In the case of the free college debate, I think it’s entirely reasonable to argue that our long-standing policy to provide free access to primary and secondary education should be expanded to include post-secondary education. After all, we know that most jobs now require some sort of college degree and that people with college degrees generally make more money over the long term than people who don’t. I don’t want to regurgitate the entirety of a economics textbook here, but suffice it to say that more people with a college degree of some sort is pretty likely to mean more public money (in the form of taxes paid)  to spend on important stuff, like (among other things) education.

But I’d like to ask a different question of the free college proposals being tossed out there at the moment. Because embedded in each of these free college proposals is the idea that the “free” part only applies to a particular type of institution. In some proposals, it’s just public community colleges. In the others, it’s public two- or four-year colleges and universities. Either way, students only get “free” anything if they go to a public higher education institution.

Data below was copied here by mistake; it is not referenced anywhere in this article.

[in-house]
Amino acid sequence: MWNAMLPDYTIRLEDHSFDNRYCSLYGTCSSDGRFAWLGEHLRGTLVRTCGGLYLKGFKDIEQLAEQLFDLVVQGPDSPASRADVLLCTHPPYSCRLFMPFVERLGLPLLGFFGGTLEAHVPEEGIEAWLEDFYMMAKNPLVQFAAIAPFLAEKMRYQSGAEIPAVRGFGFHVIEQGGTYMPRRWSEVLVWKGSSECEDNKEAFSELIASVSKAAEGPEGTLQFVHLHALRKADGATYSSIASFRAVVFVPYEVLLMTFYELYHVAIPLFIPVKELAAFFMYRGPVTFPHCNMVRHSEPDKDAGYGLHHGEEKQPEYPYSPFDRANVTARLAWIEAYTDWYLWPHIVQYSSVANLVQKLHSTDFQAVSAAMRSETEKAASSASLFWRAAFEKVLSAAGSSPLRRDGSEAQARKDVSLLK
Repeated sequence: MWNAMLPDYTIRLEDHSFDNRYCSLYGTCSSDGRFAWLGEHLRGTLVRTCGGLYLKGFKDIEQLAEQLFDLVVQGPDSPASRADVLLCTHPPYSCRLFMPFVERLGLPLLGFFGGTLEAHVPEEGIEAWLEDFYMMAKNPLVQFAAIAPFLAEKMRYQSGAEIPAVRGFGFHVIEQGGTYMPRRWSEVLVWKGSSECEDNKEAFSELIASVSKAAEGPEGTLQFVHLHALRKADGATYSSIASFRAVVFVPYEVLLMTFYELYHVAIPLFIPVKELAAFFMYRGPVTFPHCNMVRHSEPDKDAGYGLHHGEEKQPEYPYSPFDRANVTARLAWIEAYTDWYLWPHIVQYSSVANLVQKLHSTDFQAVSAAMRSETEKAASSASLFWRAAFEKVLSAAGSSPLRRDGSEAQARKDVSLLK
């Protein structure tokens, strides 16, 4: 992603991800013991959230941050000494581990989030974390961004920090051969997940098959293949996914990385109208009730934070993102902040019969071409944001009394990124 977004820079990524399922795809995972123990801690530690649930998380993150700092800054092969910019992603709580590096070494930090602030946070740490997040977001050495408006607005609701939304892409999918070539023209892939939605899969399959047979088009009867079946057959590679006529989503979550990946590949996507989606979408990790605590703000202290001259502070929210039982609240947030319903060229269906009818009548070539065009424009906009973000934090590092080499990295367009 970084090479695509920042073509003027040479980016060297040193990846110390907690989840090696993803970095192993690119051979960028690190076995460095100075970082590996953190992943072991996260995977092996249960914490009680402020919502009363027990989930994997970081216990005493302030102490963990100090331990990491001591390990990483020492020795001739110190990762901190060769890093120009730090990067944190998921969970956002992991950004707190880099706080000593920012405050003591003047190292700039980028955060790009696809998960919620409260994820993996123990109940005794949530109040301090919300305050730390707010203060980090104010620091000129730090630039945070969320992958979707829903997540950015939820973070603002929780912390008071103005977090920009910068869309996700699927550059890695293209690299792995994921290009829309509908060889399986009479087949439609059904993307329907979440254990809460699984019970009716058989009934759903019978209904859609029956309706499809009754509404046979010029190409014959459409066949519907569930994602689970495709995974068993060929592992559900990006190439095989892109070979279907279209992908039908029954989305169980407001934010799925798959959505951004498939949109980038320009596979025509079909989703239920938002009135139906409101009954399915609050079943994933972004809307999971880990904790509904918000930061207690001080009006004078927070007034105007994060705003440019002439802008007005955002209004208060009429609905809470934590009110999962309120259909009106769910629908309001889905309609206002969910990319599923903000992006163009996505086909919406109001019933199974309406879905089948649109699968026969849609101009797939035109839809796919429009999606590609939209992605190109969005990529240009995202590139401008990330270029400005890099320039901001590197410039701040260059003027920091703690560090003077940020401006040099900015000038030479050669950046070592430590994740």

I don’t think most of the people jumping at the idea of free college fully grasp the potentially impact of these proposals. Because, the deal isn’t “free college anywhere you can get accepted,” or “free college at the institution that appears to be the best fit for you.” Rather, the key caveat in most of these proposals is that it’s “free college only at a school where the policy has designated the education to be free.” This would likely set in motion a seismic shift toward a starkly different reality given the existing landscape of higher education.

First, if a free college proposal only covering public institutions’ tuition becomes a reality, enrollment at public institutions will almost certainly grow at the expense of private colleges. While most public institutions have the capacity for a jump in enrollments (i.e., non-elite, regional public universities across the country increasingly face enrollment woes), the corresponding drop in enrollments at private institutions would devastate many that are already running an exceedingly tight (and sometimes even efficient) fiscal ship. Moreover, this enrollment swing would disproportionately hit the non-elite, non-affluent private colleges scattered across rural America, producing an even bigger educational desert problem (the lack of access to a higher education institution within a reasonable commuting radius). Instead of improving universal access to higher education, a policy that squashes rural higher education would simple exacerbate an existing vacuum, and reproduce a higher education version of the existing absence of rural health care.